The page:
Ali Bradley: #metoo

"Stories of sexual assault and harassment are very prevalent in the news right now, and while it might be hard to hear, abuse can happen to anyone – even someone close to you or someone you see every day.

"In fact, you may have heard about the “Me Too” movement, which encourages women and men to come forward with their stories to shed light on this problem.

"It doesn’t make our jobs as news anchors and journalists easy when we have to report the facts of something this tragic, but we strive to inform you of the good and bad, and to help the members of our community whenever and however possible.

"Day in and day out, you welcome me into your hearts and homes. So I’m taking this time to let you into my heart, with the hopes of helping just one person. It’s not going to be easy for me to say, and could be hard for you to hear – and you may not want children present for this.

"My mom always told me, 'Be a voice for those who don’t have one.'

"But in a time when there is something horrible in the news, like the allegations against Harvey Weinstein and so many others hits close to home, who would be MY voice?

"Drowning in shame and pain…finally a light…a beacon of sorts, freeing me from the guilt I’ve been carrying for almost a decade. I finally heard my voice through millions of women, in the form of two words…Me Too. That movement, giving me the strength to share my story of survival.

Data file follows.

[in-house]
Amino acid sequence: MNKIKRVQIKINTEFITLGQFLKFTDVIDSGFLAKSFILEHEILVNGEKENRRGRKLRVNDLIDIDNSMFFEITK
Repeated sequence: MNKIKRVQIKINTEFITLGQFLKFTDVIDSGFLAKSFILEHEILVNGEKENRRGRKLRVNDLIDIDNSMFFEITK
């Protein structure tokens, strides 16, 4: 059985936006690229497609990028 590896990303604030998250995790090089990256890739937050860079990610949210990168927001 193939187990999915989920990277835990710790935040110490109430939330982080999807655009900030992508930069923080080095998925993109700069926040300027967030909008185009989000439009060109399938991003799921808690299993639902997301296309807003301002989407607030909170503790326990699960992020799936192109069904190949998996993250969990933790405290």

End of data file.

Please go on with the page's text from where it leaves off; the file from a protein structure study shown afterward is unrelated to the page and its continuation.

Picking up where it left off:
"That story has been haunting me for nine years. Nine years of flashbacks, of tears. Nine years of carrying a weight too heavy to hold most of the time. For nine years, I made the weight easier to carry by simply ignoring what had happened to me, but never allowed myself to share the burden – always feeling like it was mine to bear. Like I put myself in a position to be drugged and raped, because I was stupid enough to believe an audition with an Academy Award-winning composer was legitimate.

"For nine years, I have thought about what I could have done differently. I had done my research. Joseph Brooks was extremely credible, with songs like “You Light Up My Life” topping his list of accomplishments. An assistant posed as my friend, and as a mother figure – she had shared her personal life with me, even introducing me to her husband and her small children. She sucked me in and gained my trust. My gut told me it was too good to be true, but at 23 years old, I wasn’t listening to instincts, I was chasing after what I thought was a “huge movie role” and heading to New York City for the first time.